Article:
IMF Reccomends Stronger Measures to Fight the Global Financial Crisis (2)

We come back to the IMF handbook published on April 2009, called “Global Financial Stability Report”. This time, we make refference to its reccomendations.

But before this, a new estimation of the IMF on the global write downs of assets. In January 2009 IMF estiamted the bad assets writing off to around $2.7 billion in the US only. In this latest report, the estimations included also other mature market-originated assets, which could increase the total write offs to around $4 billion. In other words, $4 billion of the US economy has been wiped off by the financial crisis (or will be, total until the end of 2010). Scary, isn’t it?

Reccomendations from the IMF include some common sense ones. For example, there is nothing new in the International Monetary Fund demand that the answers to the financial crisis are coordinated among governments and multinational institutions. The priorities of the G20 should be:
– ensuring that the banking system has enough fuel to run (access to liquidity);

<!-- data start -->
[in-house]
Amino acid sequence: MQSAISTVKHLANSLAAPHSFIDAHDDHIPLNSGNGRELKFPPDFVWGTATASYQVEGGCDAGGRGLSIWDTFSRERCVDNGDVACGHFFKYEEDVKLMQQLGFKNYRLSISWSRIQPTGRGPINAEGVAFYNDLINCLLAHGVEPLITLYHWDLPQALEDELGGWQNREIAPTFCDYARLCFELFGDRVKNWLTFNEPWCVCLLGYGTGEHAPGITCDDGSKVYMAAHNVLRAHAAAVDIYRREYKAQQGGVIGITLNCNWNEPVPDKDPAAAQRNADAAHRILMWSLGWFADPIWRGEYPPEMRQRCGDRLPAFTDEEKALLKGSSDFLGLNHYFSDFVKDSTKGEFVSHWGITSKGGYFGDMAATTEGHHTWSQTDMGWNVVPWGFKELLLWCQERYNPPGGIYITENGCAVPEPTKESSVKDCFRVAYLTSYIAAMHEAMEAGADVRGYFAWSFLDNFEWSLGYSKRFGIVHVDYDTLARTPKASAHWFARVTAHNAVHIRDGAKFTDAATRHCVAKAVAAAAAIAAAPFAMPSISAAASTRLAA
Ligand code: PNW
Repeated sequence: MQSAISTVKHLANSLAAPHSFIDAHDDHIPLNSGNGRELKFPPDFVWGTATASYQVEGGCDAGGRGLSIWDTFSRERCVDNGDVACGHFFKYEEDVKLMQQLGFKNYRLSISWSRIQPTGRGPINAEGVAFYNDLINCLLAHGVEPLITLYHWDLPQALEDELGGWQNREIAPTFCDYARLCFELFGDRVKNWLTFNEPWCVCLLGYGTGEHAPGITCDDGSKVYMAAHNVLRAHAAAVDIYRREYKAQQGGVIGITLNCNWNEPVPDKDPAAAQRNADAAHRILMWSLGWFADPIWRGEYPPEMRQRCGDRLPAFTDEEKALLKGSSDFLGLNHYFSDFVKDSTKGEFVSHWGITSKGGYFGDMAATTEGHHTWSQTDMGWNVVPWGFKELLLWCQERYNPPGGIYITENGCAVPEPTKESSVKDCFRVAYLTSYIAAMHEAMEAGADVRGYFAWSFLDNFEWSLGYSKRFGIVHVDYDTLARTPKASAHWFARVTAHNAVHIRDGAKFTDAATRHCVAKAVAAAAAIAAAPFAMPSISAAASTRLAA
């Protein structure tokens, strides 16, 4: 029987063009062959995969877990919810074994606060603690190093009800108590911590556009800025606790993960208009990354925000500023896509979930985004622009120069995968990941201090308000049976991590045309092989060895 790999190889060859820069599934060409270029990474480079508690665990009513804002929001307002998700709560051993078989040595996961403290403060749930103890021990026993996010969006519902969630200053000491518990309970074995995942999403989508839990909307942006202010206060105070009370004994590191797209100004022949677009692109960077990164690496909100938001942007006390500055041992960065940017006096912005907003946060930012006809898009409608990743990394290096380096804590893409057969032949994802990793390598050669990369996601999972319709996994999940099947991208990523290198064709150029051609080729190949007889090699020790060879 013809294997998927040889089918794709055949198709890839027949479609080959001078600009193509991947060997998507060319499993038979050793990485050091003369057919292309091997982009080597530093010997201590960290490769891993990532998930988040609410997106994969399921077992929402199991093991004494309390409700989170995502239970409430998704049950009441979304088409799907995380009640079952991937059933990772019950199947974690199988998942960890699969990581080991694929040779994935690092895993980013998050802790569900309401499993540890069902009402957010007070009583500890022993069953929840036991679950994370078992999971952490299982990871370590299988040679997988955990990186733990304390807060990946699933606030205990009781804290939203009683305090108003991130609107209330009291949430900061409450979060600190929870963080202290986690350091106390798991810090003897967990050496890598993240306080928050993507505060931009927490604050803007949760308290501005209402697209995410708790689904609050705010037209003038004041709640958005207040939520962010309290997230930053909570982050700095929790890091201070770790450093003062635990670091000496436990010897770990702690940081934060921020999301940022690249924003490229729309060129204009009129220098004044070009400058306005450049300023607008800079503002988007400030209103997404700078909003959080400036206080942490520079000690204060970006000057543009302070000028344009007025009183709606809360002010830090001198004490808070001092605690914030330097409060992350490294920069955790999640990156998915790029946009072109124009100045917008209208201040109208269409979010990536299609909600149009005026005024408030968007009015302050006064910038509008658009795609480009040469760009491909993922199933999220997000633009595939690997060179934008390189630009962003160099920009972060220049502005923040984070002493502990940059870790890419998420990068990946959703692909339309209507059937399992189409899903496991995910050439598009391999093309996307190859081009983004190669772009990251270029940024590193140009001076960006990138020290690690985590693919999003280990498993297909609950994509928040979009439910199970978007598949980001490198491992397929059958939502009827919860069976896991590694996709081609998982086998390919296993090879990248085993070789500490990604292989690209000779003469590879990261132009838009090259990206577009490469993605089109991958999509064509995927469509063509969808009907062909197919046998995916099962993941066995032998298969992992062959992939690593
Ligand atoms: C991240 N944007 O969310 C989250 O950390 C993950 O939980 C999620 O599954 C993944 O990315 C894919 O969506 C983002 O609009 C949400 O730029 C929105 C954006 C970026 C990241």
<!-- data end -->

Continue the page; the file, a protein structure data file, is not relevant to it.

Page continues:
– identify and deal with impaired assets of all kind and
– clear out of the markets the non-viable banks and support those who suffer from the financial crisis, despite the fact that they are a going concern.

The amount to be injected by the governments into the banks is impressive and therefore it needs a very careful monitoring:
“The first calculation assumes that leverage, measured as tangible common equity (TCE) over tangible assets (TA), returns to levels prevailing before the crisis (4 percent TCE/TA). Even to reach these levels, capital injections would need to be some $275 billion for U.S. banks, about $375 billion for euro area banks, about $125 billion for U.K. banks, and about $100 billion for banks in the rest of mature Europe. The second illustrative calculation assumes a return of leverage to levels of the mid-1990s (6 percent TCE/TA). This more demanding level raises the amount of capital to be injected to around $500 billion for U.S. banks, $725 billion for euro area banks, $250 billion for U.K. banks, and $225 billion for banks in the rest of mature Europe.”

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